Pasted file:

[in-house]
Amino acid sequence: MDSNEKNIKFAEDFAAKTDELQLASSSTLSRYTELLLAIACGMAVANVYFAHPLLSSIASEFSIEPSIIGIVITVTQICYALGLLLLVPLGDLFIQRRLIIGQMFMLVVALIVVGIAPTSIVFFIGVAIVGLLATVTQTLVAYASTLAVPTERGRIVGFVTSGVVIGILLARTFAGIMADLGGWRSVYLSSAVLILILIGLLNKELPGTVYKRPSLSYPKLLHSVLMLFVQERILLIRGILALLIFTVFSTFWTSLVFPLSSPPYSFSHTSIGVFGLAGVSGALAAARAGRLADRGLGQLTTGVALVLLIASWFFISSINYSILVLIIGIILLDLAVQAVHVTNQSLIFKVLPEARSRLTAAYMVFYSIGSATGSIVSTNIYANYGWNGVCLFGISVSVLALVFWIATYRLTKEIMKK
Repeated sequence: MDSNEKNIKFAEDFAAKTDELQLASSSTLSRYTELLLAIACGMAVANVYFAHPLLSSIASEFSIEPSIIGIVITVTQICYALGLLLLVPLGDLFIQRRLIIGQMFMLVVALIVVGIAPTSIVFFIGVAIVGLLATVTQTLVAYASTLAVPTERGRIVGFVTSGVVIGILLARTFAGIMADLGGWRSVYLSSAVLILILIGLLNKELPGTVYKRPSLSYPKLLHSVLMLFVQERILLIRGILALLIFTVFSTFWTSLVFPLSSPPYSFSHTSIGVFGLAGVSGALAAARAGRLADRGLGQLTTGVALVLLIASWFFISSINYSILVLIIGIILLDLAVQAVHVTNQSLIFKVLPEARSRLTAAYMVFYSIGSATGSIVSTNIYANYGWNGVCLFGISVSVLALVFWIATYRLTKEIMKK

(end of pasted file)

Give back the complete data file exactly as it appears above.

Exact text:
[in-house]
Amino acid sequence: MDSNEKNIKFAEDFAAKTDELQLASSSTLSRYTELLLAIACGMAVANVYFAHPLLSSIASEFSIEPSIIGIVITVTQICYALGLLLLVPLGDLFIQRRLIIGQMFMLVVALIVVGIAPTSIVFFIGVAIVGLLATVTQTLVAYASTLAVPTERGRIVGFVTSGVVIGILLARTFAGIMADLGGWRSVYLSSAVLILILIGLLNKELPGTVYKRPSLSYPKLLHSVLMLFVQERILLIRGILALLIFTVFSTFWTSLVFPLSSPPYSFSHTSIGVFGLAGVSGALAAARAGRLADRGLGQLTTGVALVLLIASWFFISSINYSILVLIIGIILLDLAVQAVHVTNQSLIFKVLPEARSRLTAAYMVFYSIGSATGSIVSTNIYANYGWNGVCLFGISVSVLALVFWIATYRLTKEIMKK
Repeated sequence: MDSNEKNIKFAEDFAAKTDELQLASSSTLSRYTELLLAIACGMAVANVYFAHPLLSSIASEFSIEPSIIGIVITVTQICYALGLLLLVPLGDLFIQRRLIIGQMFMLVVALIVVGIAPTSIVFFIGVAIVGLLATVTQTLVAYASTLAVPTERGRIVGFVTSGVVIGILLARTFAGIMADLGGWRSVYLSSAVLILILIGLLNKELPGTVYKRPSLSYPKLLHSVLMLFVQERILLIRGILALLIFTVFSTFWTSLVFPLSSPPYSFSHTSIGVFGLAGVSGALAAARAGRLADRGLGQLTTGVALVLLIASWFFISSINYSILVLIIGIILLDLAVQAVHVTNQSLIFKVLPEARSRLTAAYMVFYSIGSATGSIVSTNIYANYGWNGVCLFGISVSVLALVFWIATYRLTKEIMKK